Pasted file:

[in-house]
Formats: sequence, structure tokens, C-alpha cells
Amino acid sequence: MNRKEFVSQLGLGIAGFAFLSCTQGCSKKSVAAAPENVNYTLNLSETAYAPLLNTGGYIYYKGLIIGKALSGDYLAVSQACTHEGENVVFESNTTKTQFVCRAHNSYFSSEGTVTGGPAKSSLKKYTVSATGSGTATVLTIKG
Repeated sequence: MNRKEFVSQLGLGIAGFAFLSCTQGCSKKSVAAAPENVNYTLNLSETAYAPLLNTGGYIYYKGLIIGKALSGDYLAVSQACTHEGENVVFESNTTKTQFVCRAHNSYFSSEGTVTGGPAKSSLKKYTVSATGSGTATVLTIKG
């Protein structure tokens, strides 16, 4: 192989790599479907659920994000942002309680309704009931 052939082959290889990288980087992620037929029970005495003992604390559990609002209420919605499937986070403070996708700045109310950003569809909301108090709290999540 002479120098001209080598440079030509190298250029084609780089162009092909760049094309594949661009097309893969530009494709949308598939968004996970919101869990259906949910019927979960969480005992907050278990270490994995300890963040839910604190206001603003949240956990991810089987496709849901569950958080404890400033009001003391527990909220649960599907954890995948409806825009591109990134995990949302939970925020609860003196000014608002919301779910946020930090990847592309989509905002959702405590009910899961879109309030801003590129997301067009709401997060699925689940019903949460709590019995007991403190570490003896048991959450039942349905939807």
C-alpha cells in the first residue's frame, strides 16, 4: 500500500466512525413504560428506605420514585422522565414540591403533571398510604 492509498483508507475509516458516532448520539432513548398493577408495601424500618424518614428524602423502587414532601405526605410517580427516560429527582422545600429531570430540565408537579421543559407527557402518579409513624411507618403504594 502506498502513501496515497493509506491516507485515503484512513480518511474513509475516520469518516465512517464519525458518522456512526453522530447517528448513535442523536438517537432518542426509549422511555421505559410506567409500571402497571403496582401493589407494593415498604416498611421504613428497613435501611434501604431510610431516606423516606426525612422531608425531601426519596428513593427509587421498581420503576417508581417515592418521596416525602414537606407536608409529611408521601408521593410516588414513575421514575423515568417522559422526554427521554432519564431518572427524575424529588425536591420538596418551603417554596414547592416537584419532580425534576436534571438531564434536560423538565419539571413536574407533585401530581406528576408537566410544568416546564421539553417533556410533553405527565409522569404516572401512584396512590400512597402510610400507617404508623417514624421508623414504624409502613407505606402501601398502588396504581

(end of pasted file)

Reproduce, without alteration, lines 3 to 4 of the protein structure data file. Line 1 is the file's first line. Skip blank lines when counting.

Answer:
Amino acid sequence: MNRKEFVSQLGLGIAGFAFLSCTQGCSKKSVAAAPENVNYTLNLSETAYAPLLNTGGYIYYKGLIIGKALSGDYLAVSQACTHEGENVVFESNTTKTQFVCRAHNSYFSSEGTVTGGPAKSSLKKYTVSATGSGTATVLTIKG
Repeated sequence: MNRKEFVSQLGLGIAGFAFLSCTQGCSKKSVAAAPENVNYTLNLSETAYAPLLNTGGYIYYKGLIIGKALSGDYLAVSQACTHEGENVVFESNTTKTQFVCRAHNSYFSSEGTVTGGPAKSSLKKYTVSATGSGTATVLTIKG